But that same night Takuru was invited to take part in a Mauluìdu and he felt anxious. Right before going, when his wife was helping him to arrange his white clothes, he became a bit nervous and Hanôkedöe Havva reminded him, "you see itís not always so easy."

Knowing he must go or lose face, Takuru developed a bold plan of action and hoped for the best. That night the most venerable old men of the island gathered around him and sat down inside the haruge (shed). After a while, when everything was ready, Takuru was asked to begin the Mauluìdu. He swallowed his fear, and maintaining a dignified attitude, he began by chanting nonsense, combining Divehi words and Arabic sounds.

Hajjakudaturuhadaifuuu haaduu deìhaaaduuu matibandeì muhailu
Vaaduudaturuhadaifuuu haaduu deìhaaaduuu matibandeì muhailu
Gadduudaturuhadaifuuu haaduu deìhaaaduuu matibandeì muhailu


In this manner he begins the same chant with the name of certain islands in Huvadu Atoll that are fancied to sound like Arabic (Diyadu, Nilandu, Funadu, KandŲuhulÝudu, Daandu, Devvadu, Tinadu, Ratafandu, including some uninhabited islands too, like Meradu, Mahaddu, Haždu and Maždu).

His poise was such that he convinced everyone that he knew what he was saying. Thus, Takuru fared even better than he had expected and was very satisfied with the results.

Back aboard the next day Hanôkedöe Havva could not hide her delight and kept staring at her husband opening her eyes very wide in an admiring way. Takuru looked back at his wifeís sweet round face and felt so flattered he had to smile.

Upon arriving to Nadöalla, his fame preceded him. The people on his boat had informed everyone that a very great and holy man was about to disembark. Thus, the men women and children of the island were waiting for him at the beach and Takuru didnít disappoint them He caused a very good impression disembarking in his immaculate white clothes, striking a grave posture.

During the months that followed Takuru managed extremely well. The islanders seemed to have totally forgotten his humble origins; now everyone had a high regard for him. The important people of the island sought advice from him, and often even asked him to lead prayers in the mosque. He was invited to recite religious chants in the houses of Nadöalla and other islands. He was always given choice food and gifts and treated with deference in the best households. In time Takuru became wealthy and influential, and Hanôkedöe Havva was very pleased with him. She enjoyed her status as a respectable woman, for she now could afford fine clothes and gold ornaments.

Many years passed and Takuru and his wife lived very well and had children. But, inevitably, one day their happiness came to an end.

Vadu island lies further east in the same atoll and it is reputed for its learned men and excellent navigators.

A nakatteriya [astrologer/black magician- ed] from the island of Vaìdu, who was well-versed in Arabic, appeared one evening in Nadöalla right before sunset. Usually, whenever Takuru heard that an important person was expected in his island, he made an excuse to get firewood from a deserted island nearby. Thus he carefully avoided those who could have unmasked him. But this man was an unassuming person who arrived quietly and caught Takuru completely off-guard.

The scholar entered a house while Takuru was chanting in a corner, pretending to read from a book opened on a wooden holder by a lamp.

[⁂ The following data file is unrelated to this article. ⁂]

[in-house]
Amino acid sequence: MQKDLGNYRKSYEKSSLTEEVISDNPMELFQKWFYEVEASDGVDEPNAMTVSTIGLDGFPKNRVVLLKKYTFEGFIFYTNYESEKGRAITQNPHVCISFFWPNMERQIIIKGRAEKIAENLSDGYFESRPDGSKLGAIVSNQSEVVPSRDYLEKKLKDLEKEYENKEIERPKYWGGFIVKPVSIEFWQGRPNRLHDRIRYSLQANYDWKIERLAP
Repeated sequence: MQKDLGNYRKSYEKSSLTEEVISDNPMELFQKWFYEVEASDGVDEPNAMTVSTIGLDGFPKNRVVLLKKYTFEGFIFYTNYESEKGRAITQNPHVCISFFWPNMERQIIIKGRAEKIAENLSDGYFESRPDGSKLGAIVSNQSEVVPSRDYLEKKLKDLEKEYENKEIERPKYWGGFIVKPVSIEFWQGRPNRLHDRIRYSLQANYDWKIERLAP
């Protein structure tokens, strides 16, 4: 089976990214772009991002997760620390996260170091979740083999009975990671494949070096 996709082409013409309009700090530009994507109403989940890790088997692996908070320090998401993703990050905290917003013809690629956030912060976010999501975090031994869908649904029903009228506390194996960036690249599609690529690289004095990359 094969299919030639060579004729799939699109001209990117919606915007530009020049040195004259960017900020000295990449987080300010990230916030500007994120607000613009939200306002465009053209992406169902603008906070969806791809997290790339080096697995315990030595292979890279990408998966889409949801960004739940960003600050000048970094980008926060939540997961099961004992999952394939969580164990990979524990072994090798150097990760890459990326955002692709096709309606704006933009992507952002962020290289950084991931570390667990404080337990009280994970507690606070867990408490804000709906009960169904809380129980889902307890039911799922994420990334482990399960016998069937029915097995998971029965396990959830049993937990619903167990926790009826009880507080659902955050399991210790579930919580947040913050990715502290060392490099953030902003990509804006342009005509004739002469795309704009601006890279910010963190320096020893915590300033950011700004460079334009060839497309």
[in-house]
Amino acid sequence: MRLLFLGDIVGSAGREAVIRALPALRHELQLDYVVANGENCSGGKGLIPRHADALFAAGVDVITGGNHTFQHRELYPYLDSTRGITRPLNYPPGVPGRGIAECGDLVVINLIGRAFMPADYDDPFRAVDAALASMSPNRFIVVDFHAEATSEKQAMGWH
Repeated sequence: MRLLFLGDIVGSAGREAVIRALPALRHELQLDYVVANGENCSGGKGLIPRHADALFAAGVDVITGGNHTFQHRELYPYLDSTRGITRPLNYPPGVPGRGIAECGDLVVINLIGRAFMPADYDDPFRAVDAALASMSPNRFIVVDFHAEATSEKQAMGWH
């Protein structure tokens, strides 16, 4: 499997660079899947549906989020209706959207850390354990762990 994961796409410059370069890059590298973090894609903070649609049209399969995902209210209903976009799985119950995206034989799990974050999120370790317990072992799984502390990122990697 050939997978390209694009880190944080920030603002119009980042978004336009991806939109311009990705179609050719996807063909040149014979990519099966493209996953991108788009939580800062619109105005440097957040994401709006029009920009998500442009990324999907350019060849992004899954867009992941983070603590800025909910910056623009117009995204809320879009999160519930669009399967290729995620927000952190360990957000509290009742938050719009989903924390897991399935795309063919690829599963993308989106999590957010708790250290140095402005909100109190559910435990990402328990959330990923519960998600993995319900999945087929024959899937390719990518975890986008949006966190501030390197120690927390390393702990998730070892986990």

Ilaa hatarudannagili faskanloìtari gobunneiyffaaantelaaaa

A sandalwood stick was burning in front of him. Carefully listening to Takuruís chant, the learned man could hardly believe his ears. He wondered, "What is he reciting?"

Muhammaaaatakurufaaanu magaatukeì mabaaaanishiuru

Going to stand next to Takuru, the man from Vaìdu glanced at the book and noticed that it was written in bold Arabic characters. "Were you reading this?" he interrupted Takuru pointing at one page of the open book.

Having been respected in Nadöalla for years, Takuru replied "Yes," serenely and with arrogance.

"You are an impostor!" declared the man from Vaìdu and began reading in clear and fluent Arabic from the same book. "I am on my way to Havaru Tinadu and I will tell the Atoll Chief about you."

Suddenly Takuruís expression changed. Filled with fear, he begged the learned man not to tell anyone. He told him about his sad and hopeless youth, hoping to warm the old nakatteriyaís heart. But the man was relentless in his resolve. He left the house and went about asking questions to find out more about Takuru from the people of Nadöalla.

The next day the man from Vaìdu sailed to the capital island of the Atoll and spoke to the Atoll Chief, revealing the truth about Takuru: "There is a wretched man on the island of Nadöalla who claims that he is a learned person who spent four years studying in Arabia. The truth is that he actually spent that time in Hanôkedöe climbing coconut palms."

The Atoll Chief sent a party of men to Nadöalla to find Takuru. They found him cowering in his home and brought him to Havaru Tinadu by force. After giving him a hundred lashes, he was sent back to Nadöalla unceremoniously.

When Takuru was unmasked, Havva thought she would die of shame. Everyone teased and mocked her on the street and women and children made catcalls right by her house the whole day and a great part of the night, so she didnít even dare to get out. Feeling deeply disappointed and betrayed by her husband, Hanôkedöe Havva left Takuru. One night while he was sleeping, the young woman furtively went aboard a doìni and sailed back to Adödöu Atoll without leaving any trace.

Takuru would never see his wife again. He remained in Nadöalla the rest of his life in a state of dejection and despair. Even in his old age he was the poorest and least respected man of the island.